Example：10.1021/acsami.1c06204 or Chem. Rev., 2007, 107, 2411-2502
Modifying the National Research Council weight gain model to estimate daily gain for stockers grazing bermudagrass in the southern United States Journal of Animal Science (IF3.159), Pub Date : 2022-01-13, DOI: 10.1093/jas/skac011 Prem Woli, Francis M Rouquette, Charles R Long, Luis O Tedeschi, Guillermo Scaglia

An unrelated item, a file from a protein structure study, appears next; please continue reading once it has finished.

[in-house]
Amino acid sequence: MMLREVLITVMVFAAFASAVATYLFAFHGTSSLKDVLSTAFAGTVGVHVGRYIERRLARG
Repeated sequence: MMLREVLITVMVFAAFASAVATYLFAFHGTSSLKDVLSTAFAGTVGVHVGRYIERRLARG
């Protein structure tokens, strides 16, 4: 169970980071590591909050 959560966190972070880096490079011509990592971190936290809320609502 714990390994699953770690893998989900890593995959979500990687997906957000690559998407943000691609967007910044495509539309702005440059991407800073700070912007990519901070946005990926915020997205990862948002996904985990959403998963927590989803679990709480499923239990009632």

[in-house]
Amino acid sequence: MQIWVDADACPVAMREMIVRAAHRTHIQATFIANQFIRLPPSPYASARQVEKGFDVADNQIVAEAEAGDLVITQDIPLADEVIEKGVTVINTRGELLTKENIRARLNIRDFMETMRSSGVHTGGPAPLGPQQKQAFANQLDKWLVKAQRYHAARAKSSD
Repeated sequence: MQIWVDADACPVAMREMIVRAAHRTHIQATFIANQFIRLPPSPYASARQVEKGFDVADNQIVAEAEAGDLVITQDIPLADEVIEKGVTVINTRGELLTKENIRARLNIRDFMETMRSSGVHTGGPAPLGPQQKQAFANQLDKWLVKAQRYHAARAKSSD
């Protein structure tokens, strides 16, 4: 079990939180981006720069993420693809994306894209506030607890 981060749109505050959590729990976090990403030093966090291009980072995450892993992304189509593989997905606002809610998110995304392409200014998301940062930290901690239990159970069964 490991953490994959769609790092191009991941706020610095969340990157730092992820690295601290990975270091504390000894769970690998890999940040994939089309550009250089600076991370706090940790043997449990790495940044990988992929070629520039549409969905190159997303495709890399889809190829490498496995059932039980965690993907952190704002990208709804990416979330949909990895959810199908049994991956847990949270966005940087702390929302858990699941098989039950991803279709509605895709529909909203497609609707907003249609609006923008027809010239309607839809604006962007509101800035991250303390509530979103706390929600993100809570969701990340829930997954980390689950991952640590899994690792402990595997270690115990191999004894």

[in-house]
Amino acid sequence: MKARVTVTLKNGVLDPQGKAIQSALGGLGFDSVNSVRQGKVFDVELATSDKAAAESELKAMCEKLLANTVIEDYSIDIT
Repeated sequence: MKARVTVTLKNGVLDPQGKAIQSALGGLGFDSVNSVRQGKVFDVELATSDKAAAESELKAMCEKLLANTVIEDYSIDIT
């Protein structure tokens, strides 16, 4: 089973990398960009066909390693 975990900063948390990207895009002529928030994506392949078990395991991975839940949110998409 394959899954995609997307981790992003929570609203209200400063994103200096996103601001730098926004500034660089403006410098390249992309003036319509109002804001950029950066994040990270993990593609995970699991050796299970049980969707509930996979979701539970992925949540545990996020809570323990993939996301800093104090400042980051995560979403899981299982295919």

The energy requirements, feed intake, and performance of grazing animals vary daily due to changes in weather conditions, forage nutritive values, and plant and animal maturity throughout the grazing season. Hence, realistic simulations of daily animal performance can be made only by the models that can address these changes. Given the dearth of simple, user-friendly models of this kind, especially for pastures, we developed a daily gain model for large-frame stockers grazing bermudagrass sCynodon dactylon (L.) Pers.], a widely used warm-season perennial grass in the southern United States. For model development, we first assembled some of the classic works in forage-beef modeling in the last 50 yr into the National Research Council (NRC) weight gain model. Then, we tested it using the average daily gain (ADG) data obtained from several locations in the southern United States. The evaluation results showed that the performance of the NRC model was poor as it consistently underpredicted ADG throughout the grazing season. To improve the predictive accuracy of the NRC model to make it perform under bermudagrass grazing conditions, we made an adjustment to the model by adding the daily departures of the modeled values from the data trendline. Subsequently, we tested the revised model against an independent set of ADG data obtained from eight research locations in the region involving about 4,800 animals, using 30 yr (1991–2020) of daily weather data. The values of the various measures of fit used, namely the Willmott index of 0.92, the modeling efficiency of 0.75, the R2 of 0.76, the root mean square error of 0.13 kg d−1, and the prediction error relative to the mean observed data of 24%, demonstrated that the revised model mimicked the pattern of observed ADG data satisfactorily. Unlike the original model, the revised model predicted more closely the ADG value throughout the grazing season. The revised model may be useful to accurately reflect the impacts of daily weather conditions, forage nutritive values, seasonality, and plant and animal maturity on animal performance.